KELLI-LEIGH continues her unstoppable run of remarkable singles in 2020, with the sensual and smooth ‘Whiskey Midnight’, out now.
Known for her soaring vocals and instantly catchy dance classics, ‘Whiskey Midnightt’ sees Kelli-Leigh exploring a more intimate side to her sound. Its subtle synths and easy rhythms create one of the best slow-bangers you’ve heard in a long time.
“I loved writing ‘Whiskey Midnight’, it’s so sensual and sexy. Lyrically I loved playing off the Whiskey theme, the first line ‘you’re a whiskey after midnight’ came to me when hearing the synths in a session with Paul Harris & Sam Cramer and the rest just flowed from there,” explains Kelli-Leigh.
She added: “I actually really enjoy writing sexual lyrics, there’s a lot of freedom of expression in it. The song is about the need for some solo love, thinking about someone you can’t get out of your mind.”
The song is accompanied by a pre-lockdown filmed video, which Kelli-Leigh edited herself.
“I shot the video in a really cool space in East London. I had Rihanna Te Amo as a strong inspiration for the colouring, and Alex Crane the director smashed it with the lighting and composition.”
This is the second time Kelli-Leigh has worked with this team, who also created her video for ‘Cotton Clouds’ which Clash Magazine called “a euphoric, blissed out ode to new relationships.”
Few emerging artists know the music industry better than Kelli-Leigh. Her astonishing career spans a total of eight-years and includes over 500 million streams on Spotify, two UK numbers ones and three UK Top 10 hits.
Her unmistakable vocals feature on the club anthems, ‘More Than Friends’, ‘I Wanna Feel’ and the Billboard dance chart and Grammy nominated number 1 ‘I Got U’.
In 2010, Kelli-Leigh sang with Adele at the televised Royal Variety Performance and accompanied her on the rapidly-growing tour.
She sang with Adele at the Grammys in 2012 and the Academy Awards in 2013 and, as a BV, toured with her friend Leona Lewis and Jessie J, though the latter was overshadowed by personal trauma.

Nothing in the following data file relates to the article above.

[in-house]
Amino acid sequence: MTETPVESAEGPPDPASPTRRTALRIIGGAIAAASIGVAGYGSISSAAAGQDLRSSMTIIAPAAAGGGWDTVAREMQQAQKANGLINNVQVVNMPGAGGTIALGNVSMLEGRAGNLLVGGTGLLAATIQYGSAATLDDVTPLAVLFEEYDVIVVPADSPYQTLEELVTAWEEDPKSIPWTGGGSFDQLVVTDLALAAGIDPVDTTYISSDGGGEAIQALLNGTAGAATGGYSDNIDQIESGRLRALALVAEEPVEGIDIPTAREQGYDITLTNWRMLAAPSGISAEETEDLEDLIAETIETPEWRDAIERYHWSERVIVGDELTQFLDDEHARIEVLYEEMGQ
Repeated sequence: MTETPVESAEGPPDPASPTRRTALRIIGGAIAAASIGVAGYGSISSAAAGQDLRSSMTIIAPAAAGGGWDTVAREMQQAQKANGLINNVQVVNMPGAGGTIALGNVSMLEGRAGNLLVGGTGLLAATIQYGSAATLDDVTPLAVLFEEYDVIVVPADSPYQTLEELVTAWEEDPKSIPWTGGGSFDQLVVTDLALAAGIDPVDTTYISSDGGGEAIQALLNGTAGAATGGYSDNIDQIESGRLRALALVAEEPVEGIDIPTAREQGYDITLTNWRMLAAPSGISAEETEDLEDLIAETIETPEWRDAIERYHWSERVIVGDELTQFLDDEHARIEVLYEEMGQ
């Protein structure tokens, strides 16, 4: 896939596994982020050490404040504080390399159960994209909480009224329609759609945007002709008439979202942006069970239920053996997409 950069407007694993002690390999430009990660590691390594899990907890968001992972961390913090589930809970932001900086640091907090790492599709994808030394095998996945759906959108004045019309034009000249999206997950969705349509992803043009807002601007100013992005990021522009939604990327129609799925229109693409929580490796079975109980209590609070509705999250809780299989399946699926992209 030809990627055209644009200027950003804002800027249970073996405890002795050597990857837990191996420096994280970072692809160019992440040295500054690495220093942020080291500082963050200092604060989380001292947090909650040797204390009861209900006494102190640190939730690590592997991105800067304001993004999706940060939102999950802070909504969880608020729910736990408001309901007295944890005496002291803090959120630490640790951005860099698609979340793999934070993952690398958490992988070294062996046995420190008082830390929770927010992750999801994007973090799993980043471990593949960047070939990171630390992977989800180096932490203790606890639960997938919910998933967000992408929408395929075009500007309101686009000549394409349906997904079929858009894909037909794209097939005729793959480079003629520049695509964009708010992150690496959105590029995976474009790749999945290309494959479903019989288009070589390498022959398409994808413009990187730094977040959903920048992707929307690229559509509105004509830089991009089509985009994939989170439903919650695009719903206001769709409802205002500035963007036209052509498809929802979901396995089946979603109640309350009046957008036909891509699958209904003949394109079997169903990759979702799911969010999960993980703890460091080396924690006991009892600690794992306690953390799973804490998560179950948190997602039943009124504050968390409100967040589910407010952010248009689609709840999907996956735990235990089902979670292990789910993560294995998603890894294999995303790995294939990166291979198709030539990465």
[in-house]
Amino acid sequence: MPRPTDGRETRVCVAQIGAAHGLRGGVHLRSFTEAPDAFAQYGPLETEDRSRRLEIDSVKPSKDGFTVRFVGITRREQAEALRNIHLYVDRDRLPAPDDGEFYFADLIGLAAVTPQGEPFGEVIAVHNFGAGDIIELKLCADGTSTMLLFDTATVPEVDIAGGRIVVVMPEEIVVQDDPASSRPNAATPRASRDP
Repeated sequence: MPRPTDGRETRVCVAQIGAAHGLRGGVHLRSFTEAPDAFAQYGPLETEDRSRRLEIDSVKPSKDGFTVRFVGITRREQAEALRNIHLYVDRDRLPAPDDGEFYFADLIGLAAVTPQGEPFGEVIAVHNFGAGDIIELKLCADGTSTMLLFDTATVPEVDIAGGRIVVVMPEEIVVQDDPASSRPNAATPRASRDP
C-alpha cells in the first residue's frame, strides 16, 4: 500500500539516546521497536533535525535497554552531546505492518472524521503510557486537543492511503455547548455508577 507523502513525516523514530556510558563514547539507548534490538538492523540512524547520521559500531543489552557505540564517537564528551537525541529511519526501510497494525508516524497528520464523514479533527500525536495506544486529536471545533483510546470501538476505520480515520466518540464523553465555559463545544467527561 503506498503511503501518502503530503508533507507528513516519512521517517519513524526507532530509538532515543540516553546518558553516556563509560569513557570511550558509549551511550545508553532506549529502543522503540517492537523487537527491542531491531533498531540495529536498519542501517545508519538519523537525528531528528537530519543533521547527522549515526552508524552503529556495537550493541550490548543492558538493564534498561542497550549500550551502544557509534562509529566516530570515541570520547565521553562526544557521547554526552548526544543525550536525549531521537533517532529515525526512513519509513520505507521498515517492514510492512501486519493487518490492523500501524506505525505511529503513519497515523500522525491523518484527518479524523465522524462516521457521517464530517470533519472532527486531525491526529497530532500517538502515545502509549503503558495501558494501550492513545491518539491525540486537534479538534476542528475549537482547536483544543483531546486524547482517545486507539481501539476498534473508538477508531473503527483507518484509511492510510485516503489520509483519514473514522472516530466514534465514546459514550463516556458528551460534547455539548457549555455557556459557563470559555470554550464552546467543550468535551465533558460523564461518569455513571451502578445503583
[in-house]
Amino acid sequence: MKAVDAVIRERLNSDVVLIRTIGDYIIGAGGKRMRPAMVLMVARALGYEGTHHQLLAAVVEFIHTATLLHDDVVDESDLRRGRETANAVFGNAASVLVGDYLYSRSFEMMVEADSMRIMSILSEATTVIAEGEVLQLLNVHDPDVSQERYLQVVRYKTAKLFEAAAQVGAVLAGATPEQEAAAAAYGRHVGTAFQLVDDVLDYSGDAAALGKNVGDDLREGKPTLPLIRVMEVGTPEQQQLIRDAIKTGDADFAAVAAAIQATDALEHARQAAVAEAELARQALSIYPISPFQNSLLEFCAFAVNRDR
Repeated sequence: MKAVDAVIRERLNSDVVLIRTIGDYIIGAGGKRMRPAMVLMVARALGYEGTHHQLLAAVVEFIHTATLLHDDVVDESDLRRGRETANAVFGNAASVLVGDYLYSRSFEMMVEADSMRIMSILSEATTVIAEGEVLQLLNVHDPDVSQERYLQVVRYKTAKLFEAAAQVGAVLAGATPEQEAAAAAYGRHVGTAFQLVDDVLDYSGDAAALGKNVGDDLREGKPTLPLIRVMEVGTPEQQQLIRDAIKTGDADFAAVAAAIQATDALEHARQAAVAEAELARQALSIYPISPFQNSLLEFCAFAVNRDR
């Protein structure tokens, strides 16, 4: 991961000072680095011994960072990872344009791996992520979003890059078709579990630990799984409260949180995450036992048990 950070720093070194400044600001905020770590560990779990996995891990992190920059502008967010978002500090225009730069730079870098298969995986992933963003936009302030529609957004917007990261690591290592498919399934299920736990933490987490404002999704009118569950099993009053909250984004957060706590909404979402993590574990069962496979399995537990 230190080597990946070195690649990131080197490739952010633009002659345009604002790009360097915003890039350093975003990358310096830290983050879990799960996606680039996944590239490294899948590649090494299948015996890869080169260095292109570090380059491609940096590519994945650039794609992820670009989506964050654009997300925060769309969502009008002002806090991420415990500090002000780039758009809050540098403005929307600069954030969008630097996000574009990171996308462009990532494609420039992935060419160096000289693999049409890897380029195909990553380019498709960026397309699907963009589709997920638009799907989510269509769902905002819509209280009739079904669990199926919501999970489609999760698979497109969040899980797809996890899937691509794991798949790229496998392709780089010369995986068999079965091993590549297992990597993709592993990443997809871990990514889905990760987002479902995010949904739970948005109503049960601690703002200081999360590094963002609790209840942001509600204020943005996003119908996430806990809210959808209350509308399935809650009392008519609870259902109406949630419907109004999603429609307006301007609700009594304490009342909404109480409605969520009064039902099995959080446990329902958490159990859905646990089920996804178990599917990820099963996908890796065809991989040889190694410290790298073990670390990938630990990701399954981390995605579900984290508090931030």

The day before Kelli-Leigh’s first gig with Jessie, she was involved in a car crash. With no obvious injuries, Kelli-Leigh performed the next day as planned.
She didn’t realise there was anything wrong until, during the tour, her back slowly started seizing up, the pain gradually increasing. She rallied through several more tour dates, ignoring the pain, and even jetting to New York to sing with Leona whilst on crutches. But the pain became so excruciating, she collapsed in Times Square.
Back home, Kelli-Leigh was diagnosed with a severely prolapsed disc and a fractured pelvis; injuries which would leave her hobbling around and even relying on a wheelchair at times, unable to work. She couldn’t complete Jessie’s tour.
Even with this set-back, her career showed no signs of slowing down; in 2014 she got a call to sing a sample of a Whitney Houston song for Duke Dumont.
They didn’t need her walking or even standing; just her power-vocals. ‘I Got You’ went on to be one of the biggest hits of the year, dominating radio playlists and the UK charts.
A month later, she was asked to sample Toni Braxton for ‘I Wanna Feel.’ It was another number one hit. “If I’d been on tour I might never have had the opportunity to sing on those tracks. You have to believe that everything happens for a reason.
“The problem was, however, my voice was everywhere but my name wasn’t anywhere.”
In 2015, Kelli-Leigh was asked to go back on the road: Adele was touring her 25 album.
She said no. “It was a huge risk. But I’d become so good at being in the background, being part of someone else’s journey. It was time for me to discover my own style and my own mindset.”
She set up her own company, Music Core, that same year, which would go on to become its own fully independent label.
The name not only relates to music being at the core of everything Kelli-Leigh does, but refers to the core strength she had to rebuild following her accident.
Going from strength to strength, Kelli-Leigh oversees every aspect of every element of her music and image that is put out to the world. She’s making her own music on her own terms and reaping the benefits.